‘Drum and Bass is still the bastard child of Dance music’ argues Kasra, who feels the genre never receives the respect it deserves. Despite the fact that the genre is not upheld in the same bracket as House and Techno, Drum and Bass, as a genre, has evolved year after year. From its emergence in the English rave scene in the early 90’s, drum’n’bass evolved and stood as one of the most energetic and influential genre, which was later dubbed as the genre of ‘innovators’.
It rapidly expanded in its range of styles to encompass the raga-tinged bad bwoy of jungle, the amphetamine-attack darkcore of Ed Rush, Optical and Fierce, and the more ghostly jazz-inflected strains represented by Omni Trio and LTJ Bukem. Despite being a global phenomenon, friendly with the pop world, over the past 15 years drum & bass has had an invisible yet tangible(the words contradict, I know) history in the dance music family.
It was Goldie’s “Timeless” album in 1995 that signalled the transition of Drum and Bass from underground to mainstream. The genre was a massive pioneer for Grime and Dubstep and the genres hogged massive media limelight.
DJ Fresh’s Hot Right Now in 2012 hit the top of the UK charts, defying the pre-conceived notion of the genre being restricted to the underground side of dance music. The beauty of the genre is such that, you might listen to full whack mainstream tune and when you switch back to something underground, you end up liking both.
Along with the appreciation, there was a level of criticism from the listeners around the world that the same sounds were churned out in pretty much every Neurofunk release. Liquid Drum and Bass tunes had the same ring to it and there was hardly any source of inspiration. It had the quantity but could not match up with the quality.
Various polls suggested the need for the artists to step outside their comfort zones and splinter into your own space without worrying about what is happening elsewhere and boy they delivered. 2016 saw a meteoric rise of artists stepping outside and finding their niche without crossing over the roots.
LPs were followed by some brilliant EPs from Fixate, Alix Perez and Mitekiss and many others. Fixate; one of Dbridge’s favourite artists released the ‘March On’ EP this year.
The response Fixate received was massive. March On was the genre defining material fans were looking for. The EP is a perfect blend of half-stepping Drum & Bass adventures + wild Footwork derivatives.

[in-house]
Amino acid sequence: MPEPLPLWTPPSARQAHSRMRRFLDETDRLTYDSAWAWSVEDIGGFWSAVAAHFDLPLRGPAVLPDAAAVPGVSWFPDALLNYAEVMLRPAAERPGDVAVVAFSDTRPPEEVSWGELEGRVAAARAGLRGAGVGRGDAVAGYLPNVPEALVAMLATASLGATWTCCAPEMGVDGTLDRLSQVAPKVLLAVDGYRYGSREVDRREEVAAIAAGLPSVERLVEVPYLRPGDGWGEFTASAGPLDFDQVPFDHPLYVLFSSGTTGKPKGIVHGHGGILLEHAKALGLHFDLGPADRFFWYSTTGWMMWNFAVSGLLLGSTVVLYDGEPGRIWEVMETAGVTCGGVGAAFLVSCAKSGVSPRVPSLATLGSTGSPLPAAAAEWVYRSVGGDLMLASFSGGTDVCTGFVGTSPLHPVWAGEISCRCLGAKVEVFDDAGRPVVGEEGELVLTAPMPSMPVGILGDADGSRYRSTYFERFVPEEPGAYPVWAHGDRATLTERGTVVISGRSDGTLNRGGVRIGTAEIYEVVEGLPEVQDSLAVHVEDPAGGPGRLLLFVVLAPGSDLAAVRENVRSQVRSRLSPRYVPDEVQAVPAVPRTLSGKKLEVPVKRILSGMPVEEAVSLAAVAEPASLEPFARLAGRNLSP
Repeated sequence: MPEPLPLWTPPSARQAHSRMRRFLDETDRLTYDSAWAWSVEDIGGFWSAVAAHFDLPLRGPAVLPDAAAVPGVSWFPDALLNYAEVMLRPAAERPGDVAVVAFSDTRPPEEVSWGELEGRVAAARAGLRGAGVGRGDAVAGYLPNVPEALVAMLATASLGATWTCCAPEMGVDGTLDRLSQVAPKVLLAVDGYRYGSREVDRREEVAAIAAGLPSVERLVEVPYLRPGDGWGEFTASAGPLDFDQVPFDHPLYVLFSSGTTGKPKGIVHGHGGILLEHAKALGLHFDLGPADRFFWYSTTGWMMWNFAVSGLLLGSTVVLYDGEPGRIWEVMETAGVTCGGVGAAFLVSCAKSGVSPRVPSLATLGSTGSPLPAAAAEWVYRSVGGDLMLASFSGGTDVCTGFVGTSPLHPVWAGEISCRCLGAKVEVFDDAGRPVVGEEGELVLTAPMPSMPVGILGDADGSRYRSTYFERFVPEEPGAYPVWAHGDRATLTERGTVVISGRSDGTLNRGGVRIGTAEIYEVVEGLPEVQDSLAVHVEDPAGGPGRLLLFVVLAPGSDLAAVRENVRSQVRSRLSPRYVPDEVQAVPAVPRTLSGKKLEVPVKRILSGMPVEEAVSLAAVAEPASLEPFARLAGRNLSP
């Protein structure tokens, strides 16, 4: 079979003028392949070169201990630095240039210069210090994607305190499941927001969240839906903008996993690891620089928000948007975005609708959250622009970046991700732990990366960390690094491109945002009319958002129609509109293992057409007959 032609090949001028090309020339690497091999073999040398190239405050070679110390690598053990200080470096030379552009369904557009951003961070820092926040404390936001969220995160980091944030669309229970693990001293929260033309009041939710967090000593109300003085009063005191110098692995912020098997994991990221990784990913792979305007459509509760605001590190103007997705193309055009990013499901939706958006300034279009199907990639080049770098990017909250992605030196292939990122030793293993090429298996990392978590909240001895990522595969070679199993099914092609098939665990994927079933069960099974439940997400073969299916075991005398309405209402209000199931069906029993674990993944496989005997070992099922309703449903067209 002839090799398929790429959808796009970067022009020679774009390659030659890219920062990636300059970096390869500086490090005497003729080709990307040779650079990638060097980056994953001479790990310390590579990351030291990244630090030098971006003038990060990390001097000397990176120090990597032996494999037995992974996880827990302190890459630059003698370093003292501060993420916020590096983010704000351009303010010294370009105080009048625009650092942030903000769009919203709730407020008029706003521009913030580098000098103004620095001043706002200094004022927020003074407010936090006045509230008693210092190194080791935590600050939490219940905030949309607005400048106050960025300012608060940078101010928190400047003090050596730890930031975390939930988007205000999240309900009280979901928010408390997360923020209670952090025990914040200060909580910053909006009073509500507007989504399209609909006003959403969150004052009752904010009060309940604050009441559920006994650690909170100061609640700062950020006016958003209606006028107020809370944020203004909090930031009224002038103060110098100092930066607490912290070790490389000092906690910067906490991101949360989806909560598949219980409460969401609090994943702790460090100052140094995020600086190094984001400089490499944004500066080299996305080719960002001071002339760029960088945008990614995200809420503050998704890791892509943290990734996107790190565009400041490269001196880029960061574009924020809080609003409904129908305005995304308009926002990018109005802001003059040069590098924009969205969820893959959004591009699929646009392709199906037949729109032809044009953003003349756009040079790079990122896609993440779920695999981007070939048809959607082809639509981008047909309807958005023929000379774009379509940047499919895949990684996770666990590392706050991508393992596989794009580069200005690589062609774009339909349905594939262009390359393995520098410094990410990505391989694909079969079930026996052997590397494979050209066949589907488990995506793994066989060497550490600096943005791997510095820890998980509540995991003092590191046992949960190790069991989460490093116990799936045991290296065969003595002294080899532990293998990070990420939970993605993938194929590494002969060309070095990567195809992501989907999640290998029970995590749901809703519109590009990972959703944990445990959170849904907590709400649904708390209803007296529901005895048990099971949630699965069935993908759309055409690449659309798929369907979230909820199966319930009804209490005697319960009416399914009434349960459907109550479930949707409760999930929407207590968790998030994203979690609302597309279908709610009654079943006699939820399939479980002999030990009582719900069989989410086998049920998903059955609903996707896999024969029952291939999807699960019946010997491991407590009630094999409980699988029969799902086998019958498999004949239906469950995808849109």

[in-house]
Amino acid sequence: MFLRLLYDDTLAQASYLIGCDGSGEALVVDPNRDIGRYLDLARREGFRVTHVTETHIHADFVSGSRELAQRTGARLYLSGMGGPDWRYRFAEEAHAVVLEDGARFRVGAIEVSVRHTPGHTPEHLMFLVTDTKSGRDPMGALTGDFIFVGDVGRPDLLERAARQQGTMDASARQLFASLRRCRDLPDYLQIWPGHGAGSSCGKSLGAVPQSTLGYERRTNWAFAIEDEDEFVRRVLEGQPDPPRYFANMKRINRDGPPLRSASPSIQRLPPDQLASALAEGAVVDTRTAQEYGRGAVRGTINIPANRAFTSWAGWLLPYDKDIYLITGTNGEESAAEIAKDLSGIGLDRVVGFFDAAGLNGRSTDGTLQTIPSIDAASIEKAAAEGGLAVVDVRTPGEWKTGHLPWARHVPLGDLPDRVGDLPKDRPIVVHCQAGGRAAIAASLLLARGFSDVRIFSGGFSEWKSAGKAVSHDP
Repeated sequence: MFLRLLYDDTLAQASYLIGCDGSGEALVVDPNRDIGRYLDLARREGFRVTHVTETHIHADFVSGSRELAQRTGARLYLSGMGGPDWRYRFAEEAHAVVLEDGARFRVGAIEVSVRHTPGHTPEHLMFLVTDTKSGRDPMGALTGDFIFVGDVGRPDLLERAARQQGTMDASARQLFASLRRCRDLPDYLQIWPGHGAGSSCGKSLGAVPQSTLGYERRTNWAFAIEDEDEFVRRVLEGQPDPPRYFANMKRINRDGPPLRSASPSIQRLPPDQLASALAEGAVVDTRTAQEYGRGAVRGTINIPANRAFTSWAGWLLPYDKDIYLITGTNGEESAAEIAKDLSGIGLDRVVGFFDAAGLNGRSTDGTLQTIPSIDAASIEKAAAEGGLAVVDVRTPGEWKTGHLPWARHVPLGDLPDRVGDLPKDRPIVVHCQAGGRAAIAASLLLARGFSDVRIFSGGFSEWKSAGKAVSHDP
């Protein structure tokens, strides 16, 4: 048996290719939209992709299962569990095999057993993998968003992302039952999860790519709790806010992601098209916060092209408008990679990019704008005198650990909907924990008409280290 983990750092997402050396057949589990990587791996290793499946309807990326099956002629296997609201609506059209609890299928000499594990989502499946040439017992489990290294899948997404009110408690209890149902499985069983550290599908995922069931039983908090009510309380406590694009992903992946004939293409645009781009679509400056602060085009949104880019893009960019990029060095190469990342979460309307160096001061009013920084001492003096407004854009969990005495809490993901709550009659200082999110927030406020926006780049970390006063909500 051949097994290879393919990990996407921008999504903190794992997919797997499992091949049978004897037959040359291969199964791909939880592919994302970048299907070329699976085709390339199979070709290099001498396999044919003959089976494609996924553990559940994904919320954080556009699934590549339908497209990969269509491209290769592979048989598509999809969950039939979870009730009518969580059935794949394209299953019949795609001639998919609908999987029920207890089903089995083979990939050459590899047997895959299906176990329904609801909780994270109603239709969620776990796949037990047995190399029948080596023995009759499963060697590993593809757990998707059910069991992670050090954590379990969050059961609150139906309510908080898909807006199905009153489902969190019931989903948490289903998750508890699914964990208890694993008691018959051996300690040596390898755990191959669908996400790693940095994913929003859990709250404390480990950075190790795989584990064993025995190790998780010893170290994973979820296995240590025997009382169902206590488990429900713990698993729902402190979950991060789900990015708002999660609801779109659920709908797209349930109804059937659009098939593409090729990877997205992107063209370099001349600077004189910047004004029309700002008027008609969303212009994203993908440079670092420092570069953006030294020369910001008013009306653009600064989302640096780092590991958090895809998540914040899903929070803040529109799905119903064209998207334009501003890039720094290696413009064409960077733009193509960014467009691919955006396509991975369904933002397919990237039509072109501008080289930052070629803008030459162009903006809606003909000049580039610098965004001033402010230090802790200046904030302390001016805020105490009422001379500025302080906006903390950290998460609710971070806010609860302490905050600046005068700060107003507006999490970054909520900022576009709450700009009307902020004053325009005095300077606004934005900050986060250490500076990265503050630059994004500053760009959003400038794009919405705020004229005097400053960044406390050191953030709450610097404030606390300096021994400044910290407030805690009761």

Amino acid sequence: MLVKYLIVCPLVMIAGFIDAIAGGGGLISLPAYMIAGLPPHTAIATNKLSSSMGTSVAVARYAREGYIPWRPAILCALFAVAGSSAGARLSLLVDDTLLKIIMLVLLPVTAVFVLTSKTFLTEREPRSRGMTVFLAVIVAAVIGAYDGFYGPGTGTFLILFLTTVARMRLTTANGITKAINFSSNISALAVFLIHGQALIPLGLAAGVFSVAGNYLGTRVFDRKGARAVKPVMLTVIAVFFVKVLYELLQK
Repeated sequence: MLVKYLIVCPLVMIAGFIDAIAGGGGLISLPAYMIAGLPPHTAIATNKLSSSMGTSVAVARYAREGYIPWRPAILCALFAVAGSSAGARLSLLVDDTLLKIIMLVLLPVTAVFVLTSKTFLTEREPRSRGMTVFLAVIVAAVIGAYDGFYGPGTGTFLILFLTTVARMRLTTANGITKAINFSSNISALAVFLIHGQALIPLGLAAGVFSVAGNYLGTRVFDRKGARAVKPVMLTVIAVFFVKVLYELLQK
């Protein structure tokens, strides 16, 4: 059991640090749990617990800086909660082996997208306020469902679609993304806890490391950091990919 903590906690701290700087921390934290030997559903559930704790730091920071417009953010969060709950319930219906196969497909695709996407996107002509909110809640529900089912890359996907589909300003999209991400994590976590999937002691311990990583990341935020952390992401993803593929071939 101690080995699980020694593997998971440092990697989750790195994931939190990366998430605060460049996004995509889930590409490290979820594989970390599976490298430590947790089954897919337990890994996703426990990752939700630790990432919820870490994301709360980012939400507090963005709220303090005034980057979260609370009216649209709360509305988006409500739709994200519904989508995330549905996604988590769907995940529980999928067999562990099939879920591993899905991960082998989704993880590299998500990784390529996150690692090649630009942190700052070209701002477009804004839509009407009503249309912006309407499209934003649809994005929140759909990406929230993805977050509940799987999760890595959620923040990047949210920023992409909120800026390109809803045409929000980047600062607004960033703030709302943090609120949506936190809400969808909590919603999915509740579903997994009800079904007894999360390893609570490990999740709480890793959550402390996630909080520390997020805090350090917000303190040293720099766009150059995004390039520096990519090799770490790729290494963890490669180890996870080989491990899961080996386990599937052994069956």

Another massive release was the “Who Is Richie Brains?” by the Richie Brains collective consisting of massive heavy hitters in the genre such as Alix Perez, Stray, Chimpo, Sam Binga, Om Unit, Fracture and Fixate defined drum & bass in 2016. Produced by some of the most passionate innovators in the industry, the EP is an infusion of Drum and bass with footwork, hip-hop, jungle and even grime. The main take-away of Who Is Richie Brains? is that the producers used traditional drum & bass minimally. Each and every track was meticulously curated by artists whose individual catalog had a common thread which wasn’t really Drum and Bass.
We also witnessed Ivy Lab producing some experimental material and thanks to Kasra’s comfort with giving space to experiments on his label, the trio of drum & bass producers Stray, Halogenix, and Sabre, were able to pursue their own take on half-time. Taking inspiration from artists both in and outside the scene — Alix Perez, Eprom, Machinedrum, Om Unit, Fracture — Ivy Lab found drum & bass fans and newcomers willing to join them.
Their 20/20 club night, which has been running in London for the past two years, was a pilot for the idea.
“We play beats, R&B, juke, footwork, the experimental end of drum & bass,” Sabre explains. “It’s a wide bracket with a common theme of the half-time spectrum.
Nostalgia is a problem affecting all strata of cultural creation and consumption today. But nostalgia is also how Drum and Bass finds a way to reinvigorate itself. This nostalgia inspired Andy C to bring back his residency series which begins in 2017, which was a clear indication that he missed play at smaller venues. The series was a bold statement which highlighted the importance of underground drum and bass still being the most important aspect of the genre.
“The fact drum & bass is in its third decade shows it’s not going anywhere,” dBridge summarizes. “It’s big enough that pop acts are choosing it as a career choice while still underground enough for experiments. For a long time drum & bass borrowed from other genres but I think today you can see roles reversing, it’s influencing genres like house and techno. It’s an integral part of dance music as a whole. It’s where it deserves to be.”
Drum & bass may not be the most popular genre in the dance music spectrum block but it remains the most technical and daring, a true innovators genre. And, to quote Sully: “It’s still the bollocks.